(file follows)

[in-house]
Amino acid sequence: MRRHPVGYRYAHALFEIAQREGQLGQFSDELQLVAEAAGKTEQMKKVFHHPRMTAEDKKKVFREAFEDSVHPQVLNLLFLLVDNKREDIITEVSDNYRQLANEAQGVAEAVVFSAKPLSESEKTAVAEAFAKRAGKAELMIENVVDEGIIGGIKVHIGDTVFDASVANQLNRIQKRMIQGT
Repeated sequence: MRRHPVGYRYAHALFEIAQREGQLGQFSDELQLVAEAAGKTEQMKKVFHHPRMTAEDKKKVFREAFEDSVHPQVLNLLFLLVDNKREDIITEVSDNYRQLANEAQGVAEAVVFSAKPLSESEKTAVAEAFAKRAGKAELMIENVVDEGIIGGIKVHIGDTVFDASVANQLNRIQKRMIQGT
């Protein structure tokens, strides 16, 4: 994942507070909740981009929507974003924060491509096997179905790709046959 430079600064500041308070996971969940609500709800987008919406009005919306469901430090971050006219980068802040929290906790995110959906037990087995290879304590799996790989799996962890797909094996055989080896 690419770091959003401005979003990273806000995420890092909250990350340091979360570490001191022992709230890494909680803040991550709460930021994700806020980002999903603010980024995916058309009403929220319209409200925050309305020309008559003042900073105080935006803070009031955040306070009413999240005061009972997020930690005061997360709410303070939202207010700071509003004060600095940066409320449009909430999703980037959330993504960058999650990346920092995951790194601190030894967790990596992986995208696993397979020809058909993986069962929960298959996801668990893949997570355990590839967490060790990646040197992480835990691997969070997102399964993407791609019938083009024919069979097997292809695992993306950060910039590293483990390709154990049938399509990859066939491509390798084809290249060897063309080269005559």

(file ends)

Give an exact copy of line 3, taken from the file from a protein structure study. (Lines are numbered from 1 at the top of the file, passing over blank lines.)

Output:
Repeated sequence: MRRHPVGYRYAHALFEIAQREGQLGQFSDELQLVAEAAGKTEQMKKVFHHPRMTAEDKKKVFREAFEDSVHPQVLNLLFLLVDNKREDIITEVSDNYRQLANEAQGVAEAVVFSAKPLSESEKTAVAEAFAKRAGKAELMIENVVDEGIIGGIKVHIGDTVFDASVANQLNRIQKRMIQGT